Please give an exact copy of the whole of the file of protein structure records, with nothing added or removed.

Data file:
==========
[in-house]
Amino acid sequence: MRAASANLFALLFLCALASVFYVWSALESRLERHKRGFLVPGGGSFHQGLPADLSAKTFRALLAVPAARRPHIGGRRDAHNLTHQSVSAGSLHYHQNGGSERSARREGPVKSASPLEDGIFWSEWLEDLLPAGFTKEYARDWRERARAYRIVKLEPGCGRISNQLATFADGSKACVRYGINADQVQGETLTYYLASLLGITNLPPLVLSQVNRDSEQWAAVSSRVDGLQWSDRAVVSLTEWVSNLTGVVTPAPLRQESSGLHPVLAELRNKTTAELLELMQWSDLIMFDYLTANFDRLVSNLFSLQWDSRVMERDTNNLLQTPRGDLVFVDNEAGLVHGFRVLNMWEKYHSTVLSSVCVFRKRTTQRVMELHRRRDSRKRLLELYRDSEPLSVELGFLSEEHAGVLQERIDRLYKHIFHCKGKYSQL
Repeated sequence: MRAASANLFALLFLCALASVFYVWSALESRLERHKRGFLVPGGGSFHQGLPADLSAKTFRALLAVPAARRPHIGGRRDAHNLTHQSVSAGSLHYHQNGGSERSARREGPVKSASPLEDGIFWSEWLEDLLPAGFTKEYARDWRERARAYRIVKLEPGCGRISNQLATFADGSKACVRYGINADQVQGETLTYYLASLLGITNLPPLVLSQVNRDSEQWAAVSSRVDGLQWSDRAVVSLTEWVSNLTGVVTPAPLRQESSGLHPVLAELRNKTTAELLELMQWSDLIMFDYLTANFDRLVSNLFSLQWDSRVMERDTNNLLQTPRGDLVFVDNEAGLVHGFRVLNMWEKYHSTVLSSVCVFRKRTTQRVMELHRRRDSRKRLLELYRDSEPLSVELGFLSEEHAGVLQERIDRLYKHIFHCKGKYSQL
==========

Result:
[in-house]
Amino acid sequence: MRAASANLFALLFLCALASVFYVWSALESRLERHKRGFLVPGGGSFHQGLPADLSAKTFRALLAVPAARRPHIGGRRDAHNLTHQSVSAGSLHYHQNGGSERSARREGPVKSASPLEDGIFWSEWLEDLLPAGFTKEYARDWRERARAYRIVKLEPGCGRISNQLATFADGSKACVRYGINADQVQGETLTYYLASLLGITNLPPLVLSQVNRDSEQWAAVSSRVDGLQWSDRAVVSLTEWVSNLTGVVTPAPLRQESSGLHPVLAELRNKTTAELLELMQWSDLIMFDYLTANFDRLVSNLFSLQWDSRVMERDTNNLLQTPRGDLVFVDNEAGLVHGFRVLNMWEKYHSTVLSSVCVFRKRTTQRVMELHRRRDSRKRLLELYRDSEPLSVELGFLSEEHAGVLQERIDRLYKHIFHCKGKYSQL
Repeated sequence: MRAASANLFALLFLCALASVFYVWSALESRLERHKRGFLVPGGGSFHQGLPADLSAKTFRALLAVPAARRPHIGGRRDAHNLTHQSVSAGSLHYHQNGGSERSARREGPVKSASPLEDGIFWSEWLEDLLPAGFTKEYARDWRERARAYRIVKLEPGCGRISNQLATFADGSKACVRYGINADQVQGETLTYYLASLLGITNLPPLVLSQVNRDSEQWAAVSSRVDGLQWSDRAVVSLTEWVSNLTGVVTPAPLRQESSGLHPVLAELRNKTTAELLELMQWSDLIMFDYLTANFDRLVSNLFSLQWDSRVMERDTNNLLQTPRGDLVFVDNEAGLVHGFRVLNMWEKYHSTVLSSVCVFRKRTTQRVMELHRRRDSRKRLLELYRDSEPLSVELGFLSEEHAGVLQERIDRLYKHIFHCKGKYSQL